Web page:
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Pulmonary complications of inflammatory bowel disease

Steven E Weinberger, MD
Mark A Peppercorn, MD
Section Editors
Kevin R Flaherty, MD, MS
Paul Rutgeerts, MD, PhD, FRCP
Deputy Editor
Helen Hollingsworth, MD


Inflammatory bowel disease (IBD) is associated with a variety of conditions outside of the gastrointestinal tract, termed extraintestinal manifestations of IBD (table 1). Since the original report in 1976 of six patients with unexplained chronic purulent sputum production, involvement of the respiratory tract, although relatively rare, has been increasingly recognized in patients with IBD [1].

The pulmonary complications of IBD including those related to the medications used to treat IBD are discussed here. An approach to the evaluation and diagnosis of interstitial pneumonia and discussions of the clinical manifestations of Crohn's disease and ulcerative colitis are provided separately. (See "Approach to the adult with interstitial lung disease: Clinical evaluation" and "Approach to the adult with interstitial lung disease: Diagnostic testing" and "Clinical manifestations, diagnosis, and prognosis of ulcerative colitis in adults" and "Clinical manifestations, diagnosis and prognosis of Crohn disease in adults".)


Case series vary in terms of the proportions of patients with ulcerative colitis and Crohn’s disease who have associated lung disease [2-4]. In a series of 52 patients with IBD, abnormal pulmonary function tests were more common in patients with Crohn’s disease than ulcerative colitis (25 versus 6 percent), but abnormal computed tomography was seen in approximately 50 percent of patients with ulcerative colitis or Crohn’s [3]. In a separate series of 33 patients with IBD-associated lung involvement, 27 had ulcerative colitis and six had Crohn's disease [2].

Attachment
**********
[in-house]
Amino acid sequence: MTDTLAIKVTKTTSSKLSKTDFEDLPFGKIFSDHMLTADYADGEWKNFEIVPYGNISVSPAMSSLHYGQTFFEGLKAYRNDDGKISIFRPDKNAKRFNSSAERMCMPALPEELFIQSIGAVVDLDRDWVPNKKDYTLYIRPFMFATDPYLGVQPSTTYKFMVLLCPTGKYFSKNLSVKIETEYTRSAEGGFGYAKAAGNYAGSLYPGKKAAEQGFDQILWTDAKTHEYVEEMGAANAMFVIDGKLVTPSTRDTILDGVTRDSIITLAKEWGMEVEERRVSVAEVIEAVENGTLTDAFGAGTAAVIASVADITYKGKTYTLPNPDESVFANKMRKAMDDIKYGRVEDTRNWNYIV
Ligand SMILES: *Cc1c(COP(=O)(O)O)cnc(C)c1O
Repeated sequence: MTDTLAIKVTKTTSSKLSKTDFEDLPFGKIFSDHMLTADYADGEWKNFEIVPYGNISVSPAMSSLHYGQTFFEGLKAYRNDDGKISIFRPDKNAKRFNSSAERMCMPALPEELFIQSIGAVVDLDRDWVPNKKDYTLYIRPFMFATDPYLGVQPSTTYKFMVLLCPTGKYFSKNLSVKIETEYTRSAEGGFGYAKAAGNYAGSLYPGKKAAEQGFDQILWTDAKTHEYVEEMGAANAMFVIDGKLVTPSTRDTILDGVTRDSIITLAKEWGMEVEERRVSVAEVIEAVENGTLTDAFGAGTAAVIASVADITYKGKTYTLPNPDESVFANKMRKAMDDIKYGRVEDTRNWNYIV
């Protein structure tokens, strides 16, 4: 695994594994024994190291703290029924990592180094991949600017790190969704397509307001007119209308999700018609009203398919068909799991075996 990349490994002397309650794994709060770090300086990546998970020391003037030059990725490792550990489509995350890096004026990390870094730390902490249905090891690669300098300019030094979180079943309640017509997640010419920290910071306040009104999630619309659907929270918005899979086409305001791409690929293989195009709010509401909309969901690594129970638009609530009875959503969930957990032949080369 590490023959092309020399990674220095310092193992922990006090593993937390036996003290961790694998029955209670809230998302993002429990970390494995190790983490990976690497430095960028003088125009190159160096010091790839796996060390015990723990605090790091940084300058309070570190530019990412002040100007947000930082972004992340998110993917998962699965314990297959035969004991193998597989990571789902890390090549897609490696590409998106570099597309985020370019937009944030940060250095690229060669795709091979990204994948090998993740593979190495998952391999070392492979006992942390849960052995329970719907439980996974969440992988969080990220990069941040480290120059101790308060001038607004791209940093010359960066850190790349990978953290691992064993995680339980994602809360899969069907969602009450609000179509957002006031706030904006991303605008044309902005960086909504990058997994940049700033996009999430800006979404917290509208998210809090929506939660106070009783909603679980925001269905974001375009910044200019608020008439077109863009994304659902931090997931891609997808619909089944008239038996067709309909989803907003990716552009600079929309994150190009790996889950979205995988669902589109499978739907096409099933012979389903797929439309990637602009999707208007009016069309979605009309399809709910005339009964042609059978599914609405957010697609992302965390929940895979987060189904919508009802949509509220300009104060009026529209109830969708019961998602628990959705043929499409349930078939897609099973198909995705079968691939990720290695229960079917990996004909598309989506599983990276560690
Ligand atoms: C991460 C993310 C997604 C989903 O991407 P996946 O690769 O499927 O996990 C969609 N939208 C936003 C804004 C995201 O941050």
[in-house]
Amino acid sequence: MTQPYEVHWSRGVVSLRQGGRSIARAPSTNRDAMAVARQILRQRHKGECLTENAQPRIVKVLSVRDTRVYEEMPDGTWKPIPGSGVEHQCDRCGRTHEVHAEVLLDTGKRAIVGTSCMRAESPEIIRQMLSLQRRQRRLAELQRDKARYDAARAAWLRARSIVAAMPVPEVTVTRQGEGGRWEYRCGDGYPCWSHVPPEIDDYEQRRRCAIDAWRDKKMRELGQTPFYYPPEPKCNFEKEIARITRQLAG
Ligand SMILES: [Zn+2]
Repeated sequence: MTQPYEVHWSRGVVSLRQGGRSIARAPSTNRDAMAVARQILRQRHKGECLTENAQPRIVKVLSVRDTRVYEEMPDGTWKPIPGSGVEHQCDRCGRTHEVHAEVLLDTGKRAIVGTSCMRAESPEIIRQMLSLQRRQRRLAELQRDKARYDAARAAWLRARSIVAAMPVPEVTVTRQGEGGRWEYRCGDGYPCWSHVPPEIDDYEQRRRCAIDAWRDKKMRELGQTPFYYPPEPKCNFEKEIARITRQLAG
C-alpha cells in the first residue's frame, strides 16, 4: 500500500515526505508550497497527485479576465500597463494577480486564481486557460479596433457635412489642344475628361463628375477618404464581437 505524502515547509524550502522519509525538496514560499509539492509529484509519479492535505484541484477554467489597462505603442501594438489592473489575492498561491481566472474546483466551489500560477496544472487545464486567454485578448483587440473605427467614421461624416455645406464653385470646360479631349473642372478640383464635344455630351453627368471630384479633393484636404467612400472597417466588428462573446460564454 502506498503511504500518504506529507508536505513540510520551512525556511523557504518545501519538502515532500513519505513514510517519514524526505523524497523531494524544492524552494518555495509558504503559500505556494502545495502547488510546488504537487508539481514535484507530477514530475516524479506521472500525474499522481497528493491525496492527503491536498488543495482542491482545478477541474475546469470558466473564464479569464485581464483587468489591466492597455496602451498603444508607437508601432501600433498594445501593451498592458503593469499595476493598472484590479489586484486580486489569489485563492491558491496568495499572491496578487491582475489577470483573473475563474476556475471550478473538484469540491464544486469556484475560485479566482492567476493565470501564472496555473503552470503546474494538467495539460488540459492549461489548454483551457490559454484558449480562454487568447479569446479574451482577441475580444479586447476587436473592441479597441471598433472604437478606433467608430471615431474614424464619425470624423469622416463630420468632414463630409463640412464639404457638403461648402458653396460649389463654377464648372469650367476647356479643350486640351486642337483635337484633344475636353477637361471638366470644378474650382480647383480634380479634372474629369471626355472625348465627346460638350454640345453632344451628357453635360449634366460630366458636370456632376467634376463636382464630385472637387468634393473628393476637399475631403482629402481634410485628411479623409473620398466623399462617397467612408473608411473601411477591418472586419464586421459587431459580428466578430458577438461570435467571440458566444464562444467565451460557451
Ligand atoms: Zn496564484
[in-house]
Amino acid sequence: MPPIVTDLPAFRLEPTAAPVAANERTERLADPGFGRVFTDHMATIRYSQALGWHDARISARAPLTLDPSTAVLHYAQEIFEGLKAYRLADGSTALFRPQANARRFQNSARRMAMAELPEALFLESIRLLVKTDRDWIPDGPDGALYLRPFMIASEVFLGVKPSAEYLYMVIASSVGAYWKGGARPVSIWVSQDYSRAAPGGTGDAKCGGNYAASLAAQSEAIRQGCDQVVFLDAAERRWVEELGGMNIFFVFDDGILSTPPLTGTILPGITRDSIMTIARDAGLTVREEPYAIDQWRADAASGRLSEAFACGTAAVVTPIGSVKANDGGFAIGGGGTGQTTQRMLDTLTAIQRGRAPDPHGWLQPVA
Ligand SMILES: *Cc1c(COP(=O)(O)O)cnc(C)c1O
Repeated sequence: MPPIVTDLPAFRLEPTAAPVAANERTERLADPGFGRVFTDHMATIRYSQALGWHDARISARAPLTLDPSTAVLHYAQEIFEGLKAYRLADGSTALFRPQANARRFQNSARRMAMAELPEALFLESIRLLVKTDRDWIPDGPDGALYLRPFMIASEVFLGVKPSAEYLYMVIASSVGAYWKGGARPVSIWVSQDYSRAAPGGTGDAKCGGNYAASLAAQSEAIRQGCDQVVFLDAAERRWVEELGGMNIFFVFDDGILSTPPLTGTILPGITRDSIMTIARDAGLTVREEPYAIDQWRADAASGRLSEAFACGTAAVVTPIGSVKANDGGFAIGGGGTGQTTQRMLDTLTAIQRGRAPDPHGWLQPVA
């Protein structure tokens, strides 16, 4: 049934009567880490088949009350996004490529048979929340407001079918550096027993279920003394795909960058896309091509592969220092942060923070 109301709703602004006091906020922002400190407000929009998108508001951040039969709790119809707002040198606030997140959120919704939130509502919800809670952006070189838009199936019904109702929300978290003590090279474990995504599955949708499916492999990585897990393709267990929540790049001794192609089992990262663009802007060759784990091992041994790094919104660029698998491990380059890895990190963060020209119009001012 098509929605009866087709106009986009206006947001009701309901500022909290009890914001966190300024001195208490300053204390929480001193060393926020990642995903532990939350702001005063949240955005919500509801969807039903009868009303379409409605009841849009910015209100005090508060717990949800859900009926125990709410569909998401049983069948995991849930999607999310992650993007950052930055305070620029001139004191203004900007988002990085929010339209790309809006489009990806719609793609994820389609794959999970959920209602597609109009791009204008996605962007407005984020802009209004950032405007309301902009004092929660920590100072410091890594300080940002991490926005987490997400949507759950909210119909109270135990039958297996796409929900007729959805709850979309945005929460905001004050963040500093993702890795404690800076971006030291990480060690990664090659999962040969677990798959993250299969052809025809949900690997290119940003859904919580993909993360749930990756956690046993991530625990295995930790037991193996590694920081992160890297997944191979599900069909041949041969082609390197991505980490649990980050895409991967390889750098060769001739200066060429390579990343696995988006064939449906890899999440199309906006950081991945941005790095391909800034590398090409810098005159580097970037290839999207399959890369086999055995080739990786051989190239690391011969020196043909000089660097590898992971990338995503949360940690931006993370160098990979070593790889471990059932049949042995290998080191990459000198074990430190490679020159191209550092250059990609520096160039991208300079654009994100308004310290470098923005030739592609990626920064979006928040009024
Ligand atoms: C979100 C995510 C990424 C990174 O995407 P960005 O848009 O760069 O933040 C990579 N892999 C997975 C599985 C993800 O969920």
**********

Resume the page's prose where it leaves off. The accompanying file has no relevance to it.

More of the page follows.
The pathogenesis of pulmonary parenchymal disease and serositis associated with IBD is unknown. However, the more common airway inflammatory changes are thought to represent the same type of inflammatory changes that occur in the bowel [5]. (See "Immune and microbial mechanisms in the pathogenesis of inflammatory bowel disease".)


Pulmonary complications of IBD include inflammation of small and large airways, pulmonary parenchymal disease, serositis, and pulmonary embolism [6,7]. These abnormalities are generally related to the underlying bowel disease, although interstitial lung disease can also be induced by administration of certain drugs, such as sulfasalazine, 5-aminosalicylic acid, methotrexate, azathioprine, and infliximab [8-12]. Patients with IBD may present with cough, dyspnea, chest pain, or an abnormal chest radiograph obtained for another reason. Often the initial history (including current medications) and physical examination will focus attention on a given type of lung involvement (eg, airway versus parenchymal).


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Literature review current through: Sep 2016. | This topic last updated: Jul 8, 2016.
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